King, who is 17, says she has received a great education at Easton's high school, and that sports is not over-emphasized over the arts, "I took lots of AP classes...the music program is huge--they're great...then there's the theater department and the Freddies each year." She also thinks that the No Child Left Behind program of assessment through standardized testing is "unfortunate," because while her school is rich in cultural diversity, which she thinks is great, there is also a great diversity in learning levels, "some students taking the test barely speak English." So while  many students do really well on the tests, the school is judged by the performance of the student body as a whole, and when the high school ends up in Corrective Action year after year, "it drags us down."

Jimenez, 16, says sports definitely overshadows academics at the Phillipsburg High School. "About 5% of the students take good classes, so you can get a good education, but you have to really want to, because the emphasis is not on academics there."

When I ask them what drives them, King credits her parents, who she notes, didn't really drive her, so much as they have always "encouraged" her in academics and extracurricular activities. Jimenez replies that she has always had an internal drive of her own, but also credits an inspirational math teacher, from 9th grade, Mr. Chilmonik for "brainwashing" her to think about her future. "He pushed us to do more than our best and be more economical about school and academics. He definitely made me think about my future. He introduced the idea of going to a top fifty university, which I would have thought to be impossible until then. So I have him to thank for taking my AP classes and doing what I can in and outside of school to make sure I get into a really prestigious school. He was one of the few teachers that told us how it is, whether about the school system or the real world. Basically, it's because of him that I have such a hectic academic life, but I really wouldn't have it any other way." 

I couldn't help but think of how often we hear this as a community--how the success of our youth in school is largely the result of meaningful human connections--either with parents, or a particularly gifted teacher who is able to connect and inspire his or her students, rather than just going through the motions. In the ongoing debate in our community about the "value of teachers" in our society, it is important to remember that "teachers" are not a monolith. And that within the context of the nurture vs. nature debate with regard to education, students are not a monolith either--that many have an inherent drive all their own as well.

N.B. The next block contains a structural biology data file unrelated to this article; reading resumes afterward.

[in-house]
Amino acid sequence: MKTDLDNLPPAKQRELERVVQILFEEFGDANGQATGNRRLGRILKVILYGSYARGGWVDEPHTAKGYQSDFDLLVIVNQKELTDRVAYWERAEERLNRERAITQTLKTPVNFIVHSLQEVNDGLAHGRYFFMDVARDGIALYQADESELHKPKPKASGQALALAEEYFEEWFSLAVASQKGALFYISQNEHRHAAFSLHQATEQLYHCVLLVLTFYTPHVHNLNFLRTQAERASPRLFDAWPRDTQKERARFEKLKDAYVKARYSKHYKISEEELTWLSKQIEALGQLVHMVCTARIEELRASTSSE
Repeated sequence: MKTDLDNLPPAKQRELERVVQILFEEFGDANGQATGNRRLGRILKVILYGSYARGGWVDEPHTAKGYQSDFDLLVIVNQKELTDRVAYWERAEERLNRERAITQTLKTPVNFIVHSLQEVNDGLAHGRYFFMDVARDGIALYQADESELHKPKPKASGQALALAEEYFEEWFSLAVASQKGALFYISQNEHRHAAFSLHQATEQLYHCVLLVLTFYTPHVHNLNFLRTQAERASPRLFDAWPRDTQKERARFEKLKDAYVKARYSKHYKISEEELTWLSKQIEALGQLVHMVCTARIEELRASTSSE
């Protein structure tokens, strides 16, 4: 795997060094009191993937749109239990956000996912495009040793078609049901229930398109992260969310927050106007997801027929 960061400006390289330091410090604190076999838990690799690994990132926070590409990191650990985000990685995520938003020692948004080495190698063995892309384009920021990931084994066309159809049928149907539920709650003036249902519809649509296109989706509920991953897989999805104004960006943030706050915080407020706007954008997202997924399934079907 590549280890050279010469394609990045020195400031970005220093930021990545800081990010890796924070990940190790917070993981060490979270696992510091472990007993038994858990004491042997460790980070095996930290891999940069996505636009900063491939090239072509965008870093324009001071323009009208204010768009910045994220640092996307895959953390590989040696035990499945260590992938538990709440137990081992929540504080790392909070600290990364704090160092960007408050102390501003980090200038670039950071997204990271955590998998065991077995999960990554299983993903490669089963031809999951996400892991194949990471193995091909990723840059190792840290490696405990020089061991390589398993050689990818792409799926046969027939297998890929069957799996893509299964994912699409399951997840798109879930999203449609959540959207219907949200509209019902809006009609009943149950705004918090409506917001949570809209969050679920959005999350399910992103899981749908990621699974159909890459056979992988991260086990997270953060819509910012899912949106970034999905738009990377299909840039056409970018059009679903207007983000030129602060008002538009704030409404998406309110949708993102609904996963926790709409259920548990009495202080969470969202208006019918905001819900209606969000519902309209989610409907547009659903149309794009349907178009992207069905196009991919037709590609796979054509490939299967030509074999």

I asked the girls how they felt about the current economy, and whether or not it affects the choices they make with regard to their courses of study in the future. King wants to become a sports psychologist, but points out that, "you need a PhD for that, so I'm planning on taking Accounting too, so that I can get a job as an accountant while I finish school, so that I don't have to take out too many loans." She will start college on a combination of scholarships and work study. Jimenez still has another year to figure it out, but says, "I've always been interested in Asian studies, so why shouldn't I just pursue what interests me?"

And what of art? "Art has always been a major part of my life, and always will be even if it's not my career," says King. Jimenez nods in agreement. I have to say, both these girls are way more together and focused on the future than I was at their age, and I was impressed with both their drive and their sense of balance in terms of art and science, dreams and pragmatism.

I look forward to the nest, and the heart beats, as well as Karl Stirner's metal sculptures along the Bushkill, and the exhibits of other artists from around the world who will be installing exhibits. Easton is shaping up to be pretty interesting this summer! It's nice to know that when this festival descends on our city, there will be some local flavor in the mix, and that it will reflect the energy and creativity of our region's younger set.


tachitup said...

What a great story! Maybe there is hope for our future. Kinda makes you want to follow if they can get some money fronted; how can one do that?

noel jones said...

not sure i understand the question...could you rephrase?

david said...

art as always shall previal. It will be whaat our failing empire leaves behind. Hoefuly lng afyer we're dead granted. I'm getting to old to survie the fall.
still, cudos add blessings to ou two outstandinsudn. Hopefully they can turn this into cash, or at least a decent collge.
I really don't have hrons btw...or at least I do hide them in public....
Sorry for my abscence, but I actually am trying to get back into the work force. And that takes both time and effort as , clearly did the work of our winners. A big huzzarh for both and hopes for thier seperate but hopefullt happy future.
Art is what we will leave , let us salute it!!!

david said...

sorry, my key board us having issues again.

tachitup said...

It was a minor point; it seems the students aren't getting even their 25% on a timely basis.

noel jones said...

hopefully that will be resolved this week, so the girls have enough time to get their projects ready!